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“I don’t play small. You have to go out and play with what you have. I admit I used to want to be tall. But I made it in high school, college, and now the pros. So it doesn’t matter.” – Spud Webb
Below is a snippet of commentary from today’s Morning Lineup. Start a two-week trial to Bespoke Premium to view the full report.
After getting within pennies of 5,000 yesterday, will today be the day? Futures are mixed this morning, but the changes are small on either side of the unchanged line. The only economic data on the calendar was jobless claims, and both initial and continuing claims came in slightly lower than expected. Like equities, treasury yields are little changed, but the bias is to the upside. Outside of the US, international markets are biased to the upside, and Japan rallied over 2% following some dovish commentary from the BoJ deputy governor suggesting that he doesn’t see a path of continuous rate hikes.
Before the NFL Season stretched out until mid-February, the NBA All-Star game used to take place in late January to early February (it’s now been pushed out to the second half of the month with this year’s scheduled for 2/18). One of the most exciting aspects of All-Star weekend for a lot of kids was the slam dunk contest where the tallest and most athletic players would show off their skills on an undefended rim (you could argue that defense doesn’t exist for the whole weekend, but that’s another story). Depending on when you grew up, you probably remember MJ going airborne from the foul line flying through the air to the rim, and finishing it off one-handed. For younger fans, maybe it was Zach Lavine in 2016 going through his legs while in the air.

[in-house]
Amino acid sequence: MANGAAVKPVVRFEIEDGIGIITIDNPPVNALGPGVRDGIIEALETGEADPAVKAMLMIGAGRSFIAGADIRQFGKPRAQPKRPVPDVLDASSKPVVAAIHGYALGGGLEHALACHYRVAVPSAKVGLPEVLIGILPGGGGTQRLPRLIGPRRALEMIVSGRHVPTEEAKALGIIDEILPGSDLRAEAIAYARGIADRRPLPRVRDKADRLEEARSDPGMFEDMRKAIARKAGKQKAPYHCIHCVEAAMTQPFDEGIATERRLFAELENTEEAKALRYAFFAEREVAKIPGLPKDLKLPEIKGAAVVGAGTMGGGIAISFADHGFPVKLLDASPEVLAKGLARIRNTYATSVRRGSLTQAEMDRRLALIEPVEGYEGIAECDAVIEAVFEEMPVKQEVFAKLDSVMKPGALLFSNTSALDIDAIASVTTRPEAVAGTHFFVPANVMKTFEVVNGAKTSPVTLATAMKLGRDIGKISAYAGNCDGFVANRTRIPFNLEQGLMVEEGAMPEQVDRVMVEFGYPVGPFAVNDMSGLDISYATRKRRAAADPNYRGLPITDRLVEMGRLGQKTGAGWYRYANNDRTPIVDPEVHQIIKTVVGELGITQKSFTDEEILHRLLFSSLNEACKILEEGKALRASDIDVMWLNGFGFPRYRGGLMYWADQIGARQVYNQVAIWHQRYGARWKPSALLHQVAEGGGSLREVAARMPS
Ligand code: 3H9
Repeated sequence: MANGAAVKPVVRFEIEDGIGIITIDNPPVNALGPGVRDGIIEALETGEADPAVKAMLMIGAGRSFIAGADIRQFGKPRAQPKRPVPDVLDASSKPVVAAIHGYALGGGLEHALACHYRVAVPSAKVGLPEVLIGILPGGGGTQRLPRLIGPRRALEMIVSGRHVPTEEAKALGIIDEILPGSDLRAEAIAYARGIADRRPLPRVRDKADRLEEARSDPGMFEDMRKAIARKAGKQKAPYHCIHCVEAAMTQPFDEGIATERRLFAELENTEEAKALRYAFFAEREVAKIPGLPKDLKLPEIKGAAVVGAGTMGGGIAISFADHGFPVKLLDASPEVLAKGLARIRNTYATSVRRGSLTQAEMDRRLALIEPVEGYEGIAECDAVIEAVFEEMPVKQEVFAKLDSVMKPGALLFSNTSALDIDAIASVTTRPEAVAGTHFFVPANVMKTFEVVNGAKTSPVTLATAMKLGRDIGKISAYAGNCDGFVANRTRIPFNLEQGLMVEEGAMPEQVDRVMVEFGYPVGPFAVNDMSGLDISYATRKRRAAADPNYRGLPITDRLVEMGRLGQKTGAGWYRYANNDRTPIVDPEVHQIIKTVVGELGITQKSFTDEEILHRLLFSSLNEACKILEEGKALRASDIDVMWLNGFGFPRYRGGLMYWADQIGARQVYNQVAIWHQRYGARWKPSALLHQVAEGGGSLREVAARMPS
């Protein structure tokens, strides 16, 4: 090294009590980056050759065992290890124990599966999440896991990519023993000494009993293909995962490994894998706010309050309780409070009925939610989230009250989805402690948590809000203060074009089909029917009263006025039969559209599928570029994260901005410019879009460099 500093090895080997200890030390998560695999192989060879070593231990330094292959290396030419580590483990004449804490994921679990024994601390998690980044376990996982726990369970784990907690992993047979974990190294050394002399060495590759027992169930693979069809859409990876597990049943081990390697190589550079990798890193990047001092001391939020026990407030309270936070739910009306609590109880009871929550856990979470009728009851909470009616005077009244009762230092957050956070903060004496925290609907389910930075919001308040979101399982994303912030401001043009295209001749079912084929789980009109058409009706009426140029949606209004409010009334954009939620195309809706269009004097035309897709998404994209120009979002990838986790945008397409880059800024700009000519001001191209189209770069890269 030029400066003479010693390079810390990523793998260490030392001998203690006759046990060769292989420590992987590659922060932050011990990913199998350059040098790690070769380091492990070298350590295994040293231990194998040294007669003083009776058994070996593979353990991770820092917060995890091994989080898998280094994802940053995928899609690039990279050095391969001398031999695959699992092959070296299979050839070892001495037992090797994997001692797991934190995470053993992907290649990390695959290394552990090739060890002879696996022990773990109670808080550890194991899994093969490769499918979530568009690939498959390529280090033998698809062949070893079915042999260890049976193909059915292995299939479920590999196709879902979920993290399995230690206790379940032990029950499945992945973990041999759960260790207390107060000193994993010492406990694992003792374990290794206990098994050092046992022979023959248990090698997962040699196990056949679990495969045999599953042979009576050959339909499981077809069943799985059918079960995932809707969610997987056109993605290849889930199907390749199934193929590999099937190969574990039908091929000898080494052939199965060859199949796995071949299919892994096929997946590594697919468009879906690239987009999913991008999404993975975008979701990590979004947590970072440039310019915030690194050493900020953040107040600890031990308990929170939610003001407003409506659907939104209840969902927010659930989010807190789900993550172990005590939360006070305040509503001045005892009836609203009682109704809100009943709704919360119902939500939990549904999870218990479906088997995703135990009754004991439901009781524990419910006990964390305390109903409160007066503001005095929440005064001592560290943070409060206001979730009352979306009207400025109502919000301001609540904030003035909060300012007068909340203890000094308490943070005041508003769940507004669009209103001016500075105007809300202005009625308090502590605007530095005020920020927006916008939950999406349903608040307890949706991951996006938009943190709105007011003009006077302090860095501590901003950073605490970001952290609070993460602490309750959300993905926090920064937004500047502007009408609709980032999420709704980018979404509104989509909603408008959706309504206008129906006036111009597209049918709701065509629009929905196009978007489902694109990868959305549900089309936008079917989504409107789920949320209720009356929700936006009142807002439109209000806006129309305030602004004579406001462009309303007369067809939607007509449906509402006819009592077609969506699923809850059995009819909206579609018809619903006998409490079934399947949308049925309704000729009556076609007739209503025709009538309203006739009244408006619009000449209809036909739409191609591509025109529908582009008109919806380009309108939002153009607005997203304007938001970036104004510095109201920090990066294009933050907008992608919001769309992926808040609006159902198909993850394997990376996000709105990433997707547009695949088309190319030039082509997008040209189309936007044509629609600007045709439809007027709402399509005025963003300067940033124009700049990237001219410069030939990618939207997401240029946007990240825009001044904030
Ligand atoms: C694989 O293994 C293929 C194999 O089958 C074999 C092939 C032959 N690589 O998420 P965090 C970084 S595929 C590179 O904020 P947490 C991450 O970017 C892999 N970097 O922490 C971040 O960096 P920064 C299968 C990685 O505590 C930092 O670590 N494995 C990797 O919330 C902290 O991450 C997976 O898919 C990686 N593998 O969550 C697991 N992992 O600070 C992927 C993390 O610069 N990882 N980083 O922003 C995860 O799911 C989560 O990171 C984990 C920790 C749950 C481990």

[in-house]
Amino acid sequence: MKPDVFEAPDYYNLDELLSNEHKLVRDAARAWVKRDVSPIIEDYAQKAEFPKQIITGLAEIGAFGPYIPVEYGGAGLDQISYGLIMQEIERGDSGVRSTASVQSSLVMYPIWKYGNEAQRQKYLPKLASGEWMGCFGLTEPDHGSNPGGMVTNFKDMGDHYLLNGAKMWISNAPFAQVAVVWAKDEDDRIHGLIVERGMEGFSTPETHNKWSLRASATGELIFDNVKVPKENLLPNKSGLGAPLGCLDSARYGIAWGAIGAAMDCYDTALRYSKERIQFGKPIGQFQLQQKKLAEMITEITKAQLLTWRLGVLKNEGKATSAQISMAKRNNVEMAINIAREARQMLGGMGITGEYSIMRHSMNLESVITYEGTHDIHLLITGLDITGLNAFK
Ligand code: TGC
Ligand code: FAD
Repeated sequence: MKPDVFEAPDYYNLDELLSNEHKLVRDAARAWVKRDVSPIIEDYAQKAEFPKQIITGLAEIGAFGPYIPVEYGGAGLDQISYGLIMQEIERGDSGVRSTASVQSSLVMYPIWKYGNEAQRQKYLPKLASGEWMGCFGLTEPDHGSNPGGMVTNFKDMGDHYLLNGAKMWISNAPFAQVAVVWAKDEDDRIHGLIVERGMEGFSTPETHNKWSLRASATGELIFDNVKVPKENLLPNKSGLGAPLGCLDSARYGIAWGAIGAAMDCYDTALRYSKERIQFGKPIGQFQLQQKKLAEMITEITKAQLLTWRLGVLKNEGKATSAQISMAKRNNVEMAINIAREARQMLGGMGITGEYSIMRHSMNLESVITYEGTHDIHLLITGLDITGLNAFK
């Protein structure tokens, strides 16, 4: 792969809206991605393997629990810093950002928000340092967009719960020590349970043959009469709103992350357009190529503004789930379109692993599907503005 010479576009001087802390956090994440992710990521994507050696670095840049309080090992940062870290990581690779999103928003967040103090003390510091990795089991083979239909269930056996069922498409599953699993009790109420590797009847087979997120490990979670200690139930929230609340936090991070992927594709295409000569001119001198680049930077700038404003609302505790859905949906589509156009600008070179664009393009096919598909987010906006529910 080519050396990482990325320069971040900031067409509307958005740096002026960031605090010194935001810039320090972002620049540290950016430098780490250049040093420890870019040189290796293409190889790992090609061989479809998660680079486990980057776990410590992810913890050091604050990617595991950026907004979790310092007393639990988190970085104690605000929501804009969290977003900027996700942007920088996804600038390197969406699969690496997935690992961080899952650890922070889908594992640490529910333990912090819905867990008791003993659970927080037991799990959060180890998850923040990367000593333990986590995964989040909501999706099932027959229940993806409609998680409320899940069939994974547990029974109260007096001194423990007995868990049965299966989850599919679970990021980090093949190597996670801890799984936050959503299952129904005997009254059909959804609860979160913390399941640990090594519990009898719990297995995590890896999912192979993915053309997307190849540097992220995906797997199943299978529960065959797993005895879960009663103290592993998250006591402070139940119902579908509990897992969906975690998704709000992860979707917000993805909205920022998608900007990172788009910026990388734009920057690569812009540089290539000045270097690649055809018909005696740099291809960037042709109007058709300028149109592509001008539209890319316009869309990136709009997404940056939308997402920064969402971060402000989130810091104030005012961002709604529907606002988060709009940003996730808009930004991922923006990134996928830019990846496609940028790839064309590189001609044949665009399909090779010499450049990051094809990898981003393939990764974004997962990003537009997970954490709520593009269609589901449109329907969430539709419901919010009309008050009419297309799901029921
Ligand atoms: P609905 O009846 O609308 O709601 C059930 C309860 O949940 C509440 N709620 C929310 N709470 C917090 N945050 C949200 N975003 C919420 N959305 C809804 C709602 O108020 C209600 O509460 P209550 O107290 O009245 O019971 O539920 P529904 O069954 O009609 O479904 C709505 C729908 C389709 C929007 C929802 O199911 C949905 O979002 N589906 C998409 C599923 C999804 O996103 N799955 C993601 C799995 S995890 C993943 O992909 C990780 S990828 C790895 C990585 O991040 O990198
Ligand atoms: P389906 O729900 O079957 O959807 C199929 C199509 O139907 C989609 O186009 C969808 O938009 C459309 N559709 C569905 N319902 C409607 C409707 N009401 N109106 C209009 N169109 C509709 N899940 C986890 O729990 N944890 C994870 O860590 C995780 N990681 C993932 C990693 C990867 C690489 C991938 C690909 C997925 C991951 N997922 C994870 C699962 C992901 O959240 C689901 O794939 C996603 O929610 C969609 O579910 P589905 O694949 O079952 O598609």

But back on this day 38 years ago in 1986, the unlikeliest of contestants, one Spud Webb, who clocked in at 5 feet, 7 inches (generously) stunned the crowd to win. Going against players over a foot taller, including his teammate Dominique Wilkins, Webb wowed the crowd with a 360-degree midair jam to bring the trophy home.
If only small caps could get some inspiration from Spud Webb. Over the last five weeks, the Russell 2000 has underperformed the S&P 100 (largest stocks in the S&P 500) by over ten percentage points, a margin of underperformance that has only been exceeded in a few periods. That said, it was less than two months ago that the Russell 2000 had outperformed the S&P 100 by more than ten percentage points in the prior five weeks. Given the gyrations in performance between the two indices in the post-COVID period, there’s been a lot of indecision on the part of investors, although the bias has been to mega-caps.
From a longer-term perspective, the Russell 2000 has been in a consistent period of underperformance relative to the S&P 100 for ten years now, and the ratio of the prices of the two indices is down to its lowest level in 20 years. As long as this period of underperformance has been, though, from the mid-1980s through 1999, small caps pretty consistently underperformed mega caps for a period of nearly 16 years.
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